Wednesday, November 24, 2021

Learning Lyra

My spatial reasoning scores are always lower than my verbal acuity grades. Consequently, the standard star charts for Lyra, a simple quadrilateral constellation marked by one of the brightest stars in the sky, has been oddly difficult to navigate. Therefore, I returned to basic methods. I have not yet found everything that I mapped out for discovery, but I am confident about the first half of the picture.

What it is supposed to look like

What I mapped in the sky

Although Lyra is supposed to be above Cygnus, clearly, to me, it is not. Of necessity, finding the double stars epsilon Lyrae and zeta Lyrae was a challenge. I have viewed and recorded the famous "double double" epsilon Lyrae several times. It is a target that I know. It is easily above and to the right of Vega.  ("Viewing Epsilon Lyrae" and "Binary Star Project" on this blog.) 

Three of Lyra's stars near Vega are interesting doubles. Barely above Vega is 4th-magnitude Epsilon Lyrae, the Double-Double. Epsilon forms one corner of a roughly equilateral triangle with Vega and Zeta Lyrae. The triangle is less than 2° on a side, hardly the width of your thumb at arm's length.

Binoculars easily resolve Epsilon. And a 4-inch telescope at 100× or more should, during good seeing, resolve each of Epsilon's wide components into a tight pair.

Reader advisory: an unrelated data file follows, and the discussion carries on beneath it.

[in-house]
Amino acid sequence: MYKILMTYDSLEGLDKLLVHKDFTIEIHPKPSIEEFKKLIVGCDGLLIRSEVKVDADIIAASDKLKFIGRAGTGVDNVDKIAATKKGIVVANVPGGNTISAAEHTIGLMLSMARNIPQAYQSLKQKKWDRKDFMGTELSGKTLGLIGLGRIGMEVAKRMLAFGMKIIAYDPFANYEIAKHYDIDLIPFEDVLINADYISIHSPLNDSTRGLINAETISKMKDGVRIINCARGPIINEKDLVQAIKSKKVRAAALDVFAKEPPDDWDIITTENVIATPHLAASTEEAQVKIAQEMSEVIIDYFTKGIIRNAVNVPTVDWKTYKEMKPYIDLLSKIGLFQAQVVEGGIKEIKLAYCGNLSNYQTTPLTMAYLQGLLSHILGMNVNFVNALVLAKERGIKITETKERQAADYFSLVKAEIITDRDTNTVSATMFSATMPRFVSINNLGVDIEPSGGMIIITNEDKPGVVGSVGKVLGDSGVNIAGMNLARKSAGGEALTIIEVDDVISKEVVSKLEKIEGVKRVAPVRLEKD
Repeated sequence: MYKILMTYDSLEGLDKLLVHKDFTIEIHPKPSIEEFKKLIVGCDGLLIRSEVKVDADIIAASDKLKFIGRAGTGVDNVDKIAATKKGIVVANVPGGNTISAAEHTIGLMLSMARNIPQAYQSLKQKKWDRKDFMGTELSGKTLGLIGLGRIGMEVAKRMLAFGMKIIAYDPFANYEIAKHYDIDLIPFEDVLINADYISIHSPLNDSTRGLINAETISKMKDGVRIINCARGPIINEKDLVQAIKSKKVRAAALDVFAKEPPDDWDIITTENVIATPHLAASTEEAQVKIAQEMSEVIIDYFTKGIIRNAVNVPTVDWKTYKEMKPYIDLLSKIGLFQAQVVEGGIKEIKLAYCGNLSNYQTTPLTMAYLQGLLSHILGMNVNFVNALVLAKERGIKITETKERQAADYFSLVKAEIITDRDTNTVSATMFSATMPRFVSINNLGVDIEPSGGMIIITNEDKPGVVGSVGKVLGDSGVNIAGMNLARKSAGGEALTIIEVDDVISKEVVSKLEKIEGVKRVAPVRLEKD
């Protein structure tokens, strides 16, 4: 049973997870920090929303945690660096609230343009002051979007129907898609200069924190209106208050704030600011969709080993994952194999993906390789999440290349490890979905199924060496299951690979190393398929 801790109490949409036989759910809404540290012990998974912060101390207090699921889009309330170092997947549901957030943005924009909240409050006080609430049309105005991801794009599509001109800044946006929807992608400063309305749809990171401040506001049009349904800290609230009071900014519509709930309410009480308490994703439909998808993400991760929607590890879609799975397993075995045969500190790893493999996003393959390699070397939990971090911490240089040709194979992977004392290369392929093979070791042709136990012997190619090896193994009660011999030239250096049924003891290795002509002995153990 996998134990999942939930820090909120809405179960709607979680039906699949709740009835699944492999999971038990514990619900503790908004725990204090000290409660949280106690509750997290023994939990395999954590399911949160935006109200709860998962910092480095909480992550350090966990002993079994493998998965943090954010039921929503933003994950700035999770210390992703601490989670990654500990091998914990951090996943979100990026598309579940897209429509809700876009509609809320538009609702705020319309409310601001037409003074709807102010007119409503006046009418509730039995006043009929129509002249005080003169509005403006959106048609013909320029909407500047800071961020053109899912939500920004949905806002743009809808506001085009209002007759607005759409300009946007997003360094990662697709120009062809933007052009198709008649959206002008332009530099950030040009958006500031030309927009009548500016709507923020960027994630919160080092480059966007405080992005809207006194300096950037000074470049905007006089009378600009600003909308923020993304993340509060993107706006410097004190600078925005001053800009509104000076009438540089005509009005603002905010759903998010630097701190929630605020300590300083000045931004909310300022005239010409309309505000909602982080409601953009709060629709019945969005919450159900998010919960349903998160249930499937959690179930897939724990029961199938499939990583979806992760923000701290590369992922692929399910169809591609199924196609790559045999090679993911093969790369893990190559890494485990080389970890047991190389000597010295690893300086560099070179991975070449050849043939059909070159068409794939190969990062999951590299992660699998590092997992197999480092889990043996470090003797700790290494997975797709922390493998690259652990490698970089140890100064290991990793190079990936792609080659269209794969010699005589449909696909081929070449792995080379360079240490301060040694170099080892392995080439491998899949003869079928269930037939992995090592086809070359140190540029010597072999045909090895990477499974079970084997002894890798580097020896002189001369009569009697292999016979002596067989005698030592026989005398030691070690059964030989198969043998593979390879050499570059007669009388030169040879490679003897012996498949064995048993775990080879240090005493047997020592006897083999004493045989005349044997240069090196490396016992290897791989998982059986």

Zeta is also a double star for binoculars. It's much closer and tougher, but is plainly resolved in a small telescope.

And Delta Lyrae, upper left of Zeta by a similar distance, is a much wider and easier binocular pair. Its stars are reddish orange and blue.

At first, I tried following the guides in support of my direct views in the telescope. But I came to understand that the rich star field offered other objects that could match the verbal descriptions.

So, I lay down on a chaise longue with my binoculars and drew out the sky as it appeared to me. And while doing that, I also was able to identify the binary stars, zeta and (of course) epsilon.

The cellphone Compass app is handy and the app for Measure includes a Level which is accurate enough for my purposes.

I also made estimates of the separations based on the field-of-view (FOV) calculations for the 12x42 Buhnell binocular, as well as the telescope I was using, my Explore Scientific 102-mm f/6.47 achromatic refractor. 

That left me confident of those views though still open on the problem of locating delta Lyrae

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